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    ABSTRACT: Quality of life (QOL) is increasingly recognized as central to the broad construct of recovery in substance abuse services. QOL measures can supplement more objective symptom measures, identify specific service needs and document changes in functioning that are associated with substance use patterns. To date however, QOL remains an under investigated area in the addictions field, especially in the United States. This study examines patterns and predictors of QOL at 1 and 6 months post treatment intake among 240 women enrolled in substance abuse treatment in Cleveland, Ohio. The World Health Organization Quality of Life (WHOQOL-BREF) measure was used to assess physical, psychological, social and environmental domains. Hierarchical multiple regressions were conducted to identify correlates of QOL at 6 months post treatment intake. All QOL domains across the follow up time points improved significantly. However, QOL scores across domains remained below those of healthy population norms. Trauma symptoms significantly predicted Physical and Psychological QOL. Among treatment process variables, alcohol use was the sole significant factor associated with QOL and only for Environmental QOL. Recovery support and friends support for abstinence were consistently associated with QOL across all four domains. This study suggests the usefulness of the WHOQOL measure as an indicator of functioning in substance abusing populations. Findings underline the importance of helping women deal with trauma symptoms and develop support for recovery. Further research is needed on the longitudinal relationship between QOL and substance use patterns.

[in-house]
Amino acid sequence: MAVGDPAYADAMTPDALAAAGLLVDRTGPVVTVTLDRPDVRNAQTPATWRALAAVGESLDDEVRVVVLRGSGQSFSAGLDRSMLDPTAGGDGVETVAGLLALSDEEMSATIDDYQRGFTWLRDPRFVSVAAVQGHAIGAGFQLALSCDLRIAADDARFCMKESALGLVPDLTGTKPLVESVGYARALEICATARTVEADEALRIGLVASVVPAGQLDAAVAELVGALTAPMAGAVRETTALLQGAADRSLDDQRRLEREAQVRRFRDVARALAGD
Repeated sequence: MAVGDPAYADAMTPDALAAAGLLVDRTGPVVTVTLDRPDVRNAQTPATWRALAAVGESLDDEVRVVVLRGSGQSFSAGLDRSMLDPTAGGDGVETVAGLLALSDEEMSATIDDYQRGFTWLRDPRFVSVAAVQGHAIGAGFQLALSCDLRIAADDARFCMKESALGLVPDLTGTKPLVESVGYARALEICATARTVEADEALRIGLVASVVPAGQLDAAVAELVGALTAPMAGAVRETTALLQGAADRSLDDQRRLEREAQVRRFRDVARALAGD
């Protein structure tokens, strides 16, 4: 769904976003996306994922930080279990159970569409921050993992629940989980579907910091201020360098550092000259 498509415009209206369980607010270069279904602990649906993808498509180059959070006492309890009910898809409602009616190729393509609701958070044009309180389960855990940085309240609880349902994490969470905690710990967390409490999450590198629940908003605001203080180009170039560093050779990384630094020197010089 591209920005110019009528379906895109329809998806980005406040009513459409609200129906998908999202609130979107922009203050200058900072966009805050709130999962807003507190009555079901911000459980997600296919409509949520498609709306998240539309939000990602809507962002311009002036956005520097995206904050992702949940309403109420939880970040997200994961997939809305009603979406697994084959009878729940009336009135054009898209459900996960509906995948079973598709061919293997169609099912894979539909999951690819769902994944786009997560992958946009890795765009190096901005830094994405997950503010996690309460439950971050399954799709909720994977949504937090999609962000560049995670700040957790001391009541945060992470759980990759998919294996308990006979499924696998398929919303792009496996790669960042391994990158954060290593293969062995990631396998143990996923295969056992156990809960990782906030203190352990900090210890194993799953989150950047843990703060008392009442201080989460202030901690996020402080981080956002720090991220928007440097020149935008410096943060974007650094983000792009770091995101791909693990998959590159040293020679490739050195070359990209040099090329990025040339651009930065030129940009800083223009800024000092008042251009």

Drug and alcohol dependence 02/2012; 124(3):242-9. DOI:10.1016/j.drugalcdep.2012.01.010 · 3.42 Impact Factor
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    • "The reasons for the inconsistency between our fi ndings and predictions based on 12-step ideology are not clear. It is clear that 12-step programs' social networks encourage complete abstinence, which is an important factor in previous attempts to explain 12-step program–related benefi t (Bond et al., 2003; Kaskutas et al., 2002; Laudet et al., 2004). We think it is unlikely that the use of alcohol or illicit drugs breaches the social contract between a 12-step program member and the 12-step program social network, at least initially. "
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    ABSTRACT: The primary aim of this study was to advance understanding of the efficacy of 12-step programs by determining the temporal relationships between alcohol and illicit drug use among 12- step program affiliates. A total of 253 early 12-step affiliates without extensive histories of Alcoholics Anonymous (AA) attendance were recruited from substance use treatment and community-based AA. A majority of the sample met criteria for a diagnosis of alcohol dependence, reported lifetime use of illicit drugs, and reported illicit drug use in the 90-day period before recruitment. After informed consent, participants were interviewed at intake and in 3-month increments for 1 year. Preliminary analyses indicated that 12-step attendance was predictive of reductions in substance use and that such reductions were not moderated by illicit substance use disorder diagnosis or alcohol problem severity. Lagged hierarchical linear models indicated that illicit drug use was a robust predictor of later use of alcohol, although the frequency and intensity of drinking were contingent on whether participants sustained 12-step program affiliation. Alcohol use did not predict later illicit drug use among participants who sustained 12-step program participation. Findings suggest that 12-step participation may serve as a protective factor after substance use occurs. Although our results suggest that the initiation of illicit drug use may undermine efforts to achieve and sustain abstinence from alcohol, our findings do not suggest that alcohol use necessarily mobilizes relapse across different substances among 12-step program affiliates.